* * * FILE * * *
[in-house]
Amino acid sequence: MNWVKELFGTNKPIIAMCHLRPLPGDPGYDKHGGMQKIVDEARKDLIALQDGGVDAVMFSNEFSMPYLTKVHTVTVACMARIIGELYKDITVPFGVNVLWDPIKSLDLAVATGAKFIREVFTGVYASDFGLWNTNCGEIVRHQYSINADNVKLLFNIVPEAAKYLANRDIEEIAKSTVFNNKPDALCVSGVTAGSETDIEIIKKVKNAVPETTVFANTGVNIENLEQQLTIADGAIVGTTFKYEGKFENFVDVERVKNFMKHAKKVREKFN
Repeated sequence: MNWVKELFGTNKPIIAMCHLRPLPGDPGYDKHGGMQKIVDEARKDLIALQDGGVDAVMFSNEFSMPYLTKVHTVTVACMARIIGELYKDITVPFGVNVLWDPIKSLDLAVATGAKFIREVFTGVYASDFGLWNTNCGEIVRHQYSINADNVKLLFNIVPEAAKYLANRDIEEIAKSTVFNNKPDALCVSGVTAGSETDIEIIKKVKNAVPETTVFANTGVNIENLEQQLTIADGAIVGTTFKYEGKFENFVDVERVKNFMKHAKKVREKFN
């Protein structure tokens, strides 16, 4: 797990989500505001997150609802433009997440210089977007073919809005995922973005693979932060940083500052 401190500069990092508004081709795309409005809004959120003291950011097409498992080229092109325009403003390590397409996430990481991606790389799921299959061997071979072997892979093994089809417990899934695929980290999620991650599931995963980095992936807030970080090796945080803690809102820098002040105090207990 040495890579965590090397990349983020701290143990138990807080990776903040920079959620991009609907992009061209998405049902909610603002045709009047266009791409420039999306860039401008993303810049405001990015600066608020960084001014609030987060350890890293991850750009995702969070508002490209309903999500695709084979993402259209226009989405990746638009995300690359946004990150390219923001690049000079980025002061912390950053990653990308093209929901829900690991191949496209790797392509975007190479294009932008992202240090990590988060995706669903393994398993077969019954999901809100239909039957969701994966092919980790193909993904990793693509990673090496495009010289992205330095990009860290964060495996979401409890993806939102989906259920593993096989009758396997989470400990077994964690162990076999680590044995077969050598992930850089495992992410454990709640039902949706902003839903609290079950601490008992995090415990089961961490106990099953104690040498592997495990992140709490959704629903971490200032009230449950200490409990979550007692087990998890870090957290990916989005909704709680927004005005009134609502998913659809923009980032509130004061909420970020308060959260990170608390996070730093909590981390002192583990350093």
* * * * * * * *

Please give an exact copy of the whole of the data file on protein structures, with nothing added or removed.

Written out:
[in-house]
Amino acid sequence: MNWVKELFGTNKPIIAMCHLRPLPGDPGYDKHGGMQKIVDEARKDLIALQDGGVDAVMFSNEFSMPYLTKVHTVTVACMARIIGELYKDITVPFGVNVLWDPIKSLDLAVATGAKFIREVFTGVYASDFGLWNTNCGEIVRHQYSINADNVKLLFNIVPEAAKYLANRDIEEIAKSTVFNNKPDALCVSGVTAGSETDIEIIKKVKNAVPETTVFANTGVNIENLEQQLTIADGAIVGTTFKYEGKFENFVDVERVKNFMKHAKKVREKFN
Repeated sequence: MNWVKELFGTNKPIIAMCHLRPLPGDPGYDKHGGMQKIVDEARKDLIALQDGGVDAVMFSNEFSMPYLTKVHTVTVACMARIIGELYKDITVPFGVNVLWDPIKSLDLAVATGAKFIREVFTGVYASDFGLWNTNCGEIVRHQYSINADNVKLLFNIVPEAAKYLANRDIEEIAKSTVFNNKPDALCVSGVTAGSETDIEIIKKVKNAVPETTVFANTGVNIENLEQQLTIADGAIVGTTFKYEGKFENFVDVERVKNFMKHAKKVREKFN
């Protein structure tokens, strides 16, 4: 797990989500505001997150609802433009997440210089977007073919809005995922973005693979932060940083500052 401190500069990092508004081709795309409005809004959120003291950011097409498992080229092109325009403003390590397409996430990481991606790389799921299959061997071979072997892979093994089809417990899934695929980290999620991650599931995963980095992936807030970080090796945080803690809102820098002040105090207990 040495890579965590090397990349983020701290143990138990807080990776903040920079959620991009609907992009061209998405049902909610603002045709009047266009791409420039999306860039401008993303810049405001990015600066608020960084001014609030987060350890890293991850750009995702969070508002490209309903999500695709084979993402259209226009989405990746638009995300690359946004990150390219923001690049000079980025002061912390950053990653990308093209929901829900690991191949496209790797392509975007190479294009932008992202240090990590988060995706669903393994398993077969019954999901809100239909039957969701994966092919980790193909993904990793693509990673090496495009010289992205330095990009860290964060495996979401409890993806939102989906259920593993096989009758396997989470400990077994964690162990076999680590044995077969050598992930850089495992992410454990709640039902949706902003839903609290079950601490008992995090415990089961961490106990099953104690040498592997495990992140709490959704629903971490200032009230449950200490409990979550007692087990998890870090957290990916989005909704709680927004005005009134609502998913659809923009980032509130004061909420970020308060959260990170608390996070730093909590981390002192583990350093």